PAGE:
Scotland's western coastal mountains and the desolate Hebrides
spawned the line of the Smallen family. The name Smallen was originally a nickname
for a person who was small in stature. Smallen is a nickname surname, which belongs to the category of hereditary surnames
. Nicknames form a broad and miscellaneous class of surnames, and can refer directly or indirectly to one's personality, physical attributes, mannerisms, or even their habits of dress. The surname Smallen derived from the Old English word smal,
which means narrow, thin, or small,
and referred to a person who was of slender build,
or of small stature.
This surname was established in Renfrew
(now part of the Strathclyde region), prior to the Norman invasion
, in 1066.
Early Origins of the Smallen family
The surname Smallen was first found in Renfrewshire
(Gaelic: Siorrachd Rinn Friù), a historic county of Scotland
, today encompassing the Council Areas of Renfrew
, East Renfrewshire
, and Iverclyde, in the Strathclyde region of southwestern Scotland, where Richard Small was the Canon of Glasgow in 1329.
Early History of the Smallen family
This web page shows only a small excerpt of our Smallen research.Another 96 words (7 lines of text) covering the years 1329, 1326, 1407, 1447, 1503, 1625, 1714 and are included under the topic Early Smallen History in all our PDF Extended History products and printed products wherever possible.
Smallen Spelling Variations
Spelling and translation were not standardized practices until the last few centuries. Spelling variations
are extremely common among early Scottish names. Smallen has been spelled Small, Smalle, Smal and others.
Early Notables of the Smallen family (pre 1700)
Another 50 words (4 lines of text) are included under the topic Early Smallen Notables in all our PDF Extended History products and printed products wherever possible.
Migration of the Smallen family to Ireland
Some of the Smallen family moved to Ireland
, but this topic is not covered in this excerpt.Another 60 words (4 lines of text) about their life in Ireland is included in all our PDF Extended History products and printed products wherever possible.
Migration of the Smallen family to the New World and Oceana
Settlers from Scotland
put down roots in communities all along the east coast of North America. Some moved north from the American colonies to Canada as United Empire Loyalists during the American War of Independence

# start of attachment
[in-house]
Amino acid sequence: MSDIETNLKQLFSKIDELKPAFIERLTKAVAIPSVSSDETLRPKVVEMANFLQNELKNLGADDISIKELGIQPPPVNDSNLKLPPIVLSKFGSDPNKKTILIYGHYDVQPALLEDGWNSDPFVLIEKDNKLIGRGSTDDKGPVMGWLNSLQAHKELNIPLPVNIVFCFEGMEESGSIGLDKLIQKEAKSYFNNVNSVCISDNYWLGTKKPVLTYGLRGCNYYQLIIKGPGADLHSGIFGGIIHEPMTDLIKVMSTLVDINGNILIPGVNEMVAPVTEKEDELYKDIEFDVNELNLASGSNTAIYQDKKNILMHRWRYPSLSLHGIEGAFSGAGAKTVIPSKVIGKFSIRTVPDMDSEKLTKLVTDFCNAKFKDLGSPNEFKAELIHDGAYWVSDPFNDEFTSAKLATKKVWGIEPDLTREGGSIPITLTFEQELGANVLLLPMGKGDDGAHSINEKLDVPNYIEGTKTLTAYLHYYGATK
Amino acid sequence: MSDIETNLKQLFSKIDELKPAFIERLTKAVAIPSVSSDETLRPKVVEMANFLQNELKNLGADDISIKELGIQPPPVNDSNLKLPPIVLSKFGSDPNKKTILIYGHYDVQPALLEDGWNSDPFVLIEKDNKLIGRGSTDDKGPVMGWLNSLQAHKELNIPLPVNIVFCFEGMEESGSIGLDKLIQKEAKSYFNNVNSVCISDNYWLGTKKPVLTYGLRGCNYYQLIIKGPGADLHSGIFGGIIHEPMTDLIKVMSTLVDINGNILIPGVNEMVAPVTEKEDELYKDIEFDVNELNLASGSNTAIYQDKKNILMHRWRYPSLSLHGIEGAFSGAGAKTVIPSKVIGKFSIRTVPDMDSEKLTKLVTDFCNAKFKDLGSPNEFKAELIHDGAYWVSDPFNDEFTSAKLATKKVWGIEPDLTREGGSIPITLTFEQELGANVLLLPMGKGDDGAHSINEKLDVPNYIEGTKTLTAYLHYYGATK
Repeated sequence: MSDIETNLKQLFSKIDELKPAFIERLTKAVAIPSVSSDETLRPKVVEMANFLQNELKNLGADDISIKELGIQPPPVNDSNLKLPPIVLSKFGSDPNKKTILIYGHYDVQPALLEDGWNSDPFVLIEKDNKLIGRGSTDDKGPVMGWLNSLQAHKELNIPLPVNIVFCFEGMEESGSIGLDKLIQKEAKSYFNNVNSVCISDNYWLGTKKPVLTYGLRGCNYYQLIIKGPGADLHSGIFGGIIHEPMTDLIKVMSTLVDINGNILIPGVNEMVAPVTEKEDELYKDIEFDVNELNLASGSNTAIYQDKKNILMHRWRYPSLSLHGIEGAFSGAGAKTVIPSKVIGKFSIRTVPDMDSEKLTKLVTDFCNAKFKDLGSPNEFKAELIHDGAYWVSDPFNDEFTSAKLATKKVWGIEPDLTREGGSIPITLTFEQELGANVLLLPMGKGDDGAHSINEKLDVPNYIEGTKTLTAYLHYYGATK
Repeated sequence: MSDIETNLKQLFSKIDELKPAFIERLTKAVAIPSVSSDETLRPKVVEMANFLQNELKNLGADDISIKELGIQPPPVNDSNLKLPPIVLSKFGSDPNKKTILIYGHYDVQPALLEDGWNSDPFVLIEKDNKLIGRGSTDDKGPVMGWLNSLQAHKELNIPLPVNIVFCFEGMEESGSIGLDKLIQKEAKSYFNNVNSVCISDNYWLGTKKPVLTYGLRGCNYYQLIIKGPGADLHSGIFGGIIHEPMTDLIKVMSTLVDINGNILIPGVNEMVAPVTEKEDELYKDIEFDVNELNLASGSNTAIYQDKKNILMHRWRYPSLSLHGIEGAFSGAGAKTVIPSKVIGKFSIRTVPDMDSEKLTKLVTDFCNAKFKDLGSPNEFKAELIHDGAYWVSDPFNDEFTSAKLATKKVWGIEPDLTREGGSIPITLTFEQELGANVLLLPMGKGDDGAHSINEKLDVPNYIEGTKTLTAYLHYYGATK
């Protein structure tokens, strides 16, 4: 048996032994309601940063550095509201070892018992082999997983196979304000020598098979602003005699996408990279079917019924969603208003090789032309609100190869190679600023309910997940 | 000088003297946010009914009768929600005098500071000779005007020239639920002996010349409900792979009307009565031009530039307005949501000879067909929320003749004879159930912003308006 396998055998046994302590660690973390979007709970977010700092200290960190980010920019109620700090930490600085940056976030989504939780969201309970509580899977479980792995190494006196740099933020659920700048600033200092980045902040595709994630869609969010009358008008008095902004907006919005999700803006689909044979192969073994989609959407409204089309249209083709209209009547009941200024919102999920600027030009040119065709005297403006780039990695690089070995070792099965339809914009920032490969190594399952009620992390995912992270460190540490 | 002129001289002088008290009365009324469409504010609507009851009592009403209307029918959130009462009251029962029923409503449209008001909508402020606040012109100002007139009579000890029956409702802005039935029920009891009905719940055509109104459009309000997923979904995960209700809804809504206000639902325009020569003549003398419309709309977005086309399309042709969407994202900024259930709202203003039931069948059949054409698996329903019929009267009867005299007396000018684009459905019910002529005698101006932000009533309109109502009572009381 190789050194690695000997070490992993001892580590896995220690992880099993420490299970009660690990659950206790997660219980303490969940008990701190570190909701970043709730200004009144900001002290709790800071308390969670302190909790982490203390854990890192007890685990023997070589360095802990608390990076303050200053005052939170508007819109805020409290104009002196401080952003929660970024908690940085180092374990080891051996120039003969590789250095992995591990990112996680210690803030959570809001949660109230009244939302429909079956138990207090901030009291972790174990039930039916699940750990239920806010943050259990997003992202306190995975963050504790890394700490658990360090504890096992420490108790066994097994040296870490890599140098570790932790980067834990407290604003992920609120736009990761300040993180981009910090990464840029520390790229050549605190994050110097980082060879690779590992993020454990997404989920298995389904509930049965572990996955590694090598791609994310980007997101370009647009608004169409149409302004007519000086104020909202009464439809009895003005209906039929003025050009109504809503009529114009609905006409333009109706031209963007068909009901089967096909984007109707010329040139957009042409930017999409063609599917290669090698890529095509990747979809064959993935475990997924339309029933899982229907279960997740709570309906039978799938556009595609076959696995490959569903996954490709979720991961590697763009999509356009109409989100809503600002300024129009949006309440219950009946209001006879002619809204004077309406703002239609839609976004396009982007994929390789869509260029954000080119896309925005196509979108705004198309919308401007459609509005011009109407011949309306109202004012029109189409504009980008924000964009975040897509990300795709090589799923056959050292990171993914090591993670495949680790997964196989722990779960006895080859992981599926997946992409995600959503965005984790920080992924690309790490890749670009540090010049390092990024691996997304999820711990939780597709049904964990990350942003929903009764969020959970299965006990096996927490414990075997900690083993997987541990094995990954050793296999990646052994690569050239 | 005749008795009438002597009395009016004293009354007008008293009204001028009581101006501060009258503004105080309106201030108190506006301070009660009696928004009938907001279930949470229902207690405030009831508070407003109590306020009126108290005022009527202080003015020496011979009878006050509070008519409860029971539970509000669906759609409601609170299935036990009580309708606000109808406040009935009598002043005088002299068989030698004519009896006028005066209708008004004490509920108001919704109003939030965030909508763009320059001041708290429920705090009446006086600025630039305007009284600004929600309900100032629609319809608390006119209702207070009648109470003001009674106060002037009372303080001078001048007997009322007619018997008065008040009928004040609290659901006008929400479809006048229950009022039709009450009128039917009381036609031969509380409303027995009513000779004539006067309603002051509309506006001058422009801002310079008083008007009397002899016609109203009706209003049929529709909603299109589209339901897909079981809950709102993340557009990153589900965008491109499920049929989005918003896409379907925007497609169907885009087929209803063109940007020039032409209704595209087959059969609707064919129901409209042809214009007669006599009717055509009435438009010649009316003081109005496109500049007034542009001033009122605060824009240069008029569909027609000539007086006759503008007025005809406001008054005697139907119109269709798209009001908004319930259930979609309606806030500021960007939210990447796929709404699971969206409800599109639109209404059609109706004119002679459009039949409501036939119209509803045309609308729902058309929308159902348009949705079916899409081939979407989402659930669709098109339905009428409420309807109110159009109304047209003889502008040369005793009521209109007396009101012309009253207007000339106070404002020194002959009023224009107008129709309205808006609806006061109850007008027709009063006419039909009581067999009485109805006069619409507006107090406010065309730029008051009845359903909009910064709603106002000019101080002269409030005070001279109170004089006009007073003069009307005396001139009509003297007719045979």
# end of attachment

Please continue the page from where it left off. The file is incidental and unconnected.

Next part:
. As Clan
societies and highland games started in North America in the 20th century many Scots rediscovered parts of their heritage. Early North American records indicate many people bearing the name Smallen were among those contributors:
Smallen Settlers in United States in the 19th Century
- Michael Smallen, aged 30, who arrived in New York in 1801 CITATION[CLOSE]
Filby, P. William, Meyer, Mary K., Passenger and immigration lists index : a guide to published arrival records of about 500,000 passengers who came to the United States and Canada in the seventeenth, eighteenth, and nineteenth centuries. 1982-1985 Cumulated Supplements in Four Volumes Detroit, Mich. : Gale Research Co., 1985, Print (ISBN 0-8103-1795-8)
Contemporary Notables of the name Smallen (post 1700)
- Hugh Smallen (1919-1990), American modernist architect from New Canaan, Connecticut, founder of Hugh Smallen & Associates
The Smallen Motto
The motto was originally a war cry or slogan. Mottoes first began to be shown with arms in the 14th and 15th centuries, but were not in general use until the 17th century. Thus the oldest coats of arms generally do not include a motto. Mottoes seldom form part of the grant of arms: Under most heraldic authorities, a motto is an optional component of the coat of arms, and can be added to or changed at will; many families have chosen not to display a motto.
Motto: Ratione non ira
Motto Translation: By reason, not by rage.
Smallen Family Crest Products
- ^ Filby, P. William, Meyer, Mary K., Passenger and immigration lists index : a guide to published arrival records of about 500,000 passengers who came to the United States and Canada in the seventeenth, eighteenth, and nineteenth centuries. 1982-1985 Cumulated Supplements in Four Volumes Detroit, Mich. : Gale Research Co., 1985, Print (ISBN 0-8103-1795-8)